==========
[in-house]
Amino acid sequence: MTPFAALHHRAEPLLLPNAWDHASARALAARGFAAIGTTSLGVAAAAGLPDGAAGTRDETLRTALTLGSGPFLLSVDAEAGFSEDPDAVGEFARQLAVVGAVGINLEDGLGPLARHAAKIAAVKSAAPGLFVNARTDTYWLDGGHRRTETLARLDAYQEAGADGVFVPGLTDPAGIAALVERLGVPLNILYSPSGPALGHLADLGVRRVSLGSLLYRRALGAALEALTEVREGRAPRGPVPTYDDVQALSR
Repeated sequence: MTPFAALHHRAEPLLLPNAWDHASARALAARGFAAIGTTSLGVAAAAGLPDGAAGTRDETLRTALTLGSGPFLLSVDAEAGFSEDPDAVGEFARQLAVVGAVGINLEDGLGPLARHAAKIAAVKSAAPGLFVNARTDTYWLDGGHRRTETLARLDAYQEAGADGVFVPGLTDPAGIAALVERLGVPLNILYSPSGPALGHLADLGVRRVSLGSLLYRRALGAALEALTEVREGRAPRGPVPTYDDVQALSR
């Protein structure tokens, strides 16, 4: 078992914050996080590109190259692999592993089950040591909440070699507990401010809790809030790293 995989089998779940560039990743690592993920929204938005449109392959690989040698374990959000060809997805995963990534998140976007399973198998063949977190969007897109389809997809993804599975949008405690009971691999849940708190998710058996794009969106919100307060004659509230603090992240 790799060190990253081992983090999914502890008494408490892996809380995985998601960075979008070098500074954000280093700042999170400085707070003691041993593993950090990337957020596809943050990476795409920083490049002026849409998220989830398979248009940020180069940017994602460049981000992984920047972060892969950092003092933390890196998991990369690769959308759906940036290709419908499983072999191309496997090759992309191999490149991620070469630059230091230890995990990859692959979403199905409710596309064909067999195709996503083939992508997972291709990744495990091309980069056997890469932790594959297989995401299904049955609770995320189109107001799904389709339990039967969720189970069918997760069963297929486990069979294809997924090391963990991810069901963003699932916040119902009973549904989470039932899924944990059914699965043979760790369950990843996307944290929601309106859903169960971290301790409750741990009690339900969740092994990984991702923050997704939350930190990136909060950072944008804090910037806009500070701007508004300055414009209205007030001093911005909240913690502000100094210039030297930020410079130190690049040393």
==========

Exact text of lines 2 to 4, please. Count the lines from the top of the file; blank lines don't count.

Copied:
Amino acid sequence: MTPFAALHHRAEPLLLPNAWDHASARALAARGFAAIGTTSLGVAAAAGLPDGAAGTRDETLRTALTLGSGPFLLSVDAEAGFSEDPDAVGEFARQLAVVGAVGINLEDGLGPLARHAAKIAAVKSAAPGLFVNARTDTYWLDGGHRRTETLARLDAYQEAGADGVFVPGLTDPAGIAALVERLGVPLNILYSPSGPALGHLADLGVRRVSLGSLLYRRALGAALEALTEVREGRAPRGPVPTYDDVQALSR
Repeated sequence: MTPFAALHHRAEPLLLPNAWDHASARALAARGFAAIGTTSLGVAAAAGLPDGAAGTRDETLRTALTLGSGPFLLSVDAEAGFSEDPDAVGEFARQLAVVGAVGINLEDGLGPLARHAAKIAAVKSAAPGLFVNARTDTYWLDGGHRRTETLARLDAYQEAGADGVFVPGLTDPAGIAALVERLGVPLNILYSPSGPALGHLADLGVRRVSLGSLLYRRALGAALEALTEVREGRAPRGPVPTYDDVQALSR
């Protein structure tokens, strides 16, 4: 078992914050996080590109190259692999592993089950040591909440070699507990401010809790809030790293 995989089998779940560039990743690592993920929204938005449109392959690989040698374990959000060809997805995963990534998140976007399973198998063949977190969007897109389809997809993804599975949008405690009971691999849940708190998710058996794009969106919100307060004659509230603090992240 790799060190990253081992983090999914502890008494408490892996809380995985998601960075979008070098500074954000280093700042999170400085707070003691041993593993950090990337957020596809943050990476795409920083490049002026849409998220989830398979248009940020180069940017994602460049981000992984920047972060892969950092003092933390890196998991990369690769959308759906940036290709419908499983072999191309496997090759992309191999490149991620070469630059230091230890995990990859692959979403199905409710596309064909067999195709996503083939992508997972291709990744495990091309980069056997890469932790594959297989995401299904049955609770995320189109107001799904389709339990039967969720189970069918997760069963297929486990069979294809997924090391963990991810069901963003699932916040119902009973549904989470039932899924944990059914699965043979760790369950990843996307944290929601309106859903169960971290301790409750741990009690339900969740092994990984991702923050997704939350930190990136909060950072944008804090910037806009500070701007508004300055414009209205007030001093911005909240913690502000100094210039030297930020410079130190690049040393």